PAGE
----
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Miscellaneous Course Descriptions

ENGL200M - Topics in Literature: Native American Literature (3-0-3)

Covers selected literary themes, such as gothic, science fiction, or women’s literature. Students apply critical contexts and practice various theoretical approaches to the readings. Prerequisites: ENGL110XM or ENGL110M. Please note that students can take only ONE Special Topics literature courses for credit. (Fulfills English or Humanities requirement)

Native Americans, First Nations people, American Indians, Indigenous people – we debate terms but it is their ancestral land we now walk upon, and, there is now a nationwide movement to recognize the contributions of marginalized people of all backgrounds in America. In this special topics class, we will discover and discuss literature that represents various aspects of Native American life and culture, from a collection of Native American Creation Stories to the Pulitzer Prize finalist Tommy Orange’s novel, There There. We will discuss various events that have impacted Native Americans greatly such as the Trail of Tears and the Osage Murders. We will look at life both on and off the reservations and look at recent court cases that are determining the fate of Reservation lands and tribal identities.

ENGL200M - Topics in Literature: Literature of the Middle East (3-0-3)

Covers selected literary themes, such as gothic, science fiction, or women’s literature. Students apply critical contexts and practice various theoretical approaches to the readings. Prerequisites: ENGL110XM or ENGL110M. Please note that students can take only ONE Special Topics literature courses for credit. (Fulfills English or Humanities requirement)

It is exceptionally important that we examine the human, international story as we define policy, technology, politics, and consequence in a fully global world. This course focuses on contemporary literature (fiction and nonfiction) from the Middle East, stories of war, friendship, perseverance, violence, and gender. We will read Khaled Hosseini (Kite Runner), Khalil Gibran (The Prophet), Paulo Coelho (The Alchemist), Azar Nafisi (Reading Lolita in Tehran), and Mohsin Habid (Exit West), and Malala Yousafzai (I Am Malala: The Story of the Girl Who Stood Up for Education and Was Shot by the Taliban).

As Youssef Rahka argues in “Beyond The Thousand and One Nights: Contemporary Arabic Literature: Breaking Down Common Western Perceptions of Middle Eastern Writing, “…these stories and extracts demonstrate how intelligently and creatively Arabs are reclaiming traditions that are by now arguably as exotic to them as they are to Westerners, while dealing with society and politics in the same breath. They bear testimony to a collective worldview that not only subsumes but also transcends news reports of the troubled Middle East. And they make a statement on the human condition as lasting and universal as it is specific.”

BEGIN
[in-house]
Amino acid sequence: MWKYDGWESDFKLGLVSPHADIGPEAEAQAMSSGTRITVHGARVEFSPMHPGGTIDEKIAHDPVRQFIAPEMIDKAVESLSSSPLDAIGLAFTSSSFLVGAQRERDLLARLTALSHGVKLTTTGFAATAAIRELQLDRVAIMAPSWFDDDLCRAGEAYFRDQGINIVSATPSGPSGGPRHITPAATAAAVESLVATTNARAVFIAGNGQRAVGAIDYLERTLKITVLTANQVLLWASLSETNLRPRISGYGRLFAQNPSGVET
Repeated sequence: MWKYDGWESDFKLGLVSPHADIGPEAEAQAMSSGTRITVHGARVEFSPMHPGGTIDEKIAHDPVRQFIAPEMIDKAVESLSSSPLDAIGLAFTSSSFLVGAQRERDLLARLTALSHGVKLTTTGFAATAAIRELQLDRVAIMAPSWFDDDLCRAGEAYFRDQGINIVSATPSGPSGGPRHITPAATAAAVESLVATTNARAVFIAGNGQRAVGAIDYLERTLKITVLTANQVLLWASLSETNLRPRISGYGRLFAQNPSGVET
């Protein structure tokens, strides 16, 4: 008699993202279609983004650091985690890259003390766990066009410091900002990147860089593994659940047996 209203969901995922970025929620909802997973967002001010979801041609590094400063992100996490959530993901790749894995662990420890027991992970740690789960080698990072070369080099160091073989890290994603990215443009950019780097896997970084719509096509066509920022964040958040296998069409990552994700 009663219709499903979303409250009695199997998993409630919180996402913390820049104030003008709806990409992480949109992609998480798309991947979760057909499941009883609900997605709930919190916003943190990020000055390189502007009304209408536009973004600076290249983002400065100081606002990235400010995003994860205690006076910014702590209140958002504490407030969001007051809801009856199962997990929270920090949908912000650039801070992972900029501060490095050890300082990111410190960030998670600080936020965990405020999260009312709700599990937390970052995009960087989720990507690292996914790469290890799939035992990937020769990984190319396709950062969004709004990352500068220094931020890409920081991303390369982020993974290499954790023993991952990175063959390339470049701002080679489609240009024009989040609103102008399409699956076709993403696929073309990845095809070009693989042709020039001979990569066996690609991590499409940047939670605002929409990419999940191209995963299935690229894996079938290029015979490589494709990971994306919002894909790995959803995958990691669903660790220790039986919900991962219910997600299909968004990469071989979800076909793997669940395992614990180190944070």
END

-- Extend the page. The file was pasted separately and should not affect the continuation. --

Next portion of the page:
ENGL200M - Topics in Literature: Girls (and Boys) of Summer (3-0-3)

Covers selected literary themes, such as gothic, science fiction, or women’s literature. Students apply critical contexts and practice various theoretical approaches to the readings. Prerequisites: ENGL110XM or ENGL110M. Please note that students can take only ONE Special Topics literature courses for credit. (Fulfills English or Humanities requirement)

“There is no one else but us / in this house on the land spit. / The sea wears a bell in its navel.” – Anne Sexton

Summer is a time for hitting the beach, hanging out with friends, experiencing the early tinges of love, gathering on street corners, dusting off the bat and glove, and occasionally rumbling with rivals. All of these are part of life and therefore part of literature. In this course students will explore themes of summer, such as languor (“A Perfect Day for Bananafish” by J.D. Salinger), restlessness (“The Santa Ana” by Joan Didion), young love (“A&P” by John Updike), street fighting (Love and Death in Chicago by Alex Kotlowitz), and even a little bit of baseball (The Boys of Summer by Roger Kahn) plus discussions of other short stories, excerpts from novels and memoirs, poems, and songs. Writers and musical artists we’ll meet also include Toni Morrison, Anne Sexton, Langston Hughes, The Rolling Stones, Sly and the Family Stone, The Kinks, and Madeleine Peyroux.

ENGL200M - Topics in Literature: Existentialism on the Beach (3-0-3)

Covers selected literary themes, such as gothic, science fiction, or women’s literature. Students apply critical contexts and practice various theoretical approaches to the readings. Prerequisites: ENGL110XM or ENGL110M. Please note that students can take only ONE Special Topics literature courses for credit. (Fulfills English or Humanities requirement)